The Pennsylvania Health Care Cost Containment Council has been at the forefront of this trend in the collection, analysis, and reporting of hospital and provider-specific data on cardiac surgery since 1992. The agency regularly publishes and disseminates risk-adjusted mortality rates on every Pennsylvania hospital, surgeon, and surgical group providing coronary artery bypass graft (CABG) surgery in its Consumer Guide to Coronary Artery Bypass Graft Surgery .1619 The agency distributed 15000 copies of the first and second volumes of the Consumer Guide to hospitals, surgeons, public libraries, business groups, legislators, and the media.20 It is available free to any individual who requests it. Public release of the Consumer Guide has received extensive media coverage.

Cardiac surgery is a dramatic event, frequently elective, with a significant operative mortality rate. Previous studies have shown that mortality rate variations are related to the quality of care.2126 Thus one might expect that patients or their advisors would be particularly motivated to use the reported data. We examined use of the Pennsylvania Consumer Guide by patients who underwent CABG surgery at selected hospitals.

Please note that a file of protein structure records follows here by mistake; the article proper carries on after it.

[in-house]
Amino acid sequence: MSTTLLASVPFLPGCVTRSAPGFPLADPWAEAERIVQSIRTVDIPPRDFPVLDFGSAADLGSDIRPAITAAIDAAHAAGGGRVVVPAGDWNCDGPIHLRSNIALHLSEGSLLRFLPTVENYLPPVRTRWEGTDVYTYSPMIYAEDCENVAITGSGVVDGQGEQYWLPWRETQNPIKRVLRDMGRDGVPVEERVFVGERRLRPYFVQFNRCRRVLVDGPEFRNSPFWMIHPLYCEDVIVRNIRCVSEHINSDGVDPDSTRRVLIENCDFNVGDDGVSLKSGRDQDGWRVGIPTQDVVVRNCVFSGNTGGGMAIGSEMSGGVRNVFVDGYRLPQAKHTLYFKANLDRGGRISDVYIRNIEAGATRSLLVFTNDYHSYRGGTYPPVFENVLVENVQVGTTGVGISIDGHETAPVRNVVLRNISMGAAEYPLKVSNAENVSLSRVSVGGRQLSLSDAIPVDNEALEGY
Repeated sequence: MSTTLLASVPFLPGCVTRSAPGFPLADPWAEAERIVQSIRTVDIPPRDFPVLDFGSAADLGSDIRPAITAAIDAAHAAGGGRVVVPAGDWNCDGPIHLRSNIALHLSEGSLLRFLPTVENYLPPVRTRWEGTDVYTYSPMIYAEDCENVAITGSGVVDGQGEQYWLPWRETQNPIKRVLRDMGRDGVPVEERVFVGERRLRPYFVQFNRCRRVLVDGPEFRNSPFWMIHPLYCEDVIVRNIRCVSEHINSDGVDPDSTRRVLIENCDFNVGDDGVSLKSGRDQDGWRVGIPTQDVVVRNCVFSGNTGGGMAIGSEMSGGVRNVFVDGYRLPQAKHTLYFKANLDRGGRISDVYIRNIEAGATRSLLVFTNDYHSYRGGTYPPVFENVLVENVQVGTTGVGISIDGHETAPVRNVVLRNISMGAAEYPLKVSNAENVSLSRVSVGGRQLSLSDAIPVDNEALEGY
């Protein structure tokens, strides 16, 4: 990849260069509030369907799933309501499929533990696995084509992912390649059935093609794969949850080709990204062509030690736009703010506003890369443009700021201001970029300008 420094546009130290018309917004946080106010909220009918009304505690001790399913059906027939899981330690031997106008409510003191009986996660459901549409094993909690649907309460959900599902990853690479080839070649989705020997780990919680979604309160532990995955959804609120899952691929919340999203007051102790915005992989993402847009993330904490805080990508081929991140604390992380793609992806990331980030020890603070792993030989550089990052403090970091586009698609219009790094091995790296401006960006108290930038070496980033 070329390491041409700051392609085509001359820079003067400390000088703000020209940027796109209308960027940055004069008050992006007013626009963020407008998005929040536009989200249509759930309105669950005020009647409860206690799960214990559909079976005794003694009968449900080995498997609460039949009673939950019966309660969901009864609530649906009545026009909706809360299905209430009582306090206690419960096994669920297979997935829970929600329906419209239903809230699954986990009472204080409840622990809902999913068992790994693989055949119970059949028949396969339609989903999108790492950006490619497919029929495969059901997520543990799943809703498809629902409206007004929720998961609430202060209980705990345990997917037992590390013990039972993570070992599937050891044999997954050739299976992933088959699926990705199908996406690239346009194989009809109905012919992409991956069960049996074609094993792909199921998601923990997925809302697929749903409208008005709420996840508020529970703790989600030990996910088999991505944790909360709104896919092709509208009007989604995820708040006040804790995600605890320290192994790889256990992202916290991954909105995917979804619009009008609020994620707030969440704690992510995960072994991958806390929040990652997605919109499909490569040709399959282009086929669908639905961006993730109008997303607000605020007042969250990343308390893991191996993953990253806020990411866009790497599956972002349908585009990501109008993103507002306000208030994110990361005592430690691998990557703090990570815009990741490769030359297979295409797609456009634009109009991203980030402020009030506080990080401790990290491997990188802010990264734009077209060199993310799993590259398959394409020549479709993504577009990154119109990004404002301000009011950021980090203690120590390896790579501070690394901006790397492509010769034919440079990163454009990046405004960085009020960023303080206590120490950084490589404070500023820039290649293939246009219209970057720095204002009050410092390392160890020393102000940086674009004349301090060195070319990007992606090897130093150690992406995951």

Sample

Forty-one Pennsylvania hospitals provide CABG surgery. Volume 4 of the Consumer Guide reported that 3 hospitals had lower and 5 had higher than expected mortality rates. We selected 4 hospitals that performed at least 400 operations within 1 year that are located in different regions of the state and that were willing to participate in our study. At each hospital, we asked individual surgeons or surgical groups to participate. Eighteen of 24 practicing surgeons agreed to participate. Participating surgeons performed 86% of all the CABG procedures in the 4 hospitals.

The Consumer Guide bases its rating on a hospital's in-hospital mortality rate relative to its expected mortality rate.7 Expected mortality rates are derived from clinical data describing the patients' preoperative severity of illness. During the year immediately prior to our survey, the 4 study hospitals received 3 distinct Consumer Guide ratings: 2 had a lower than expected mortality, 1 had higher than expected mortality, and 1 was within the expected mortality range. Similar to the range of hospitals statewide, the study hospitals' unadjusted in-hospital mortality rates ranged from 1% to 5%.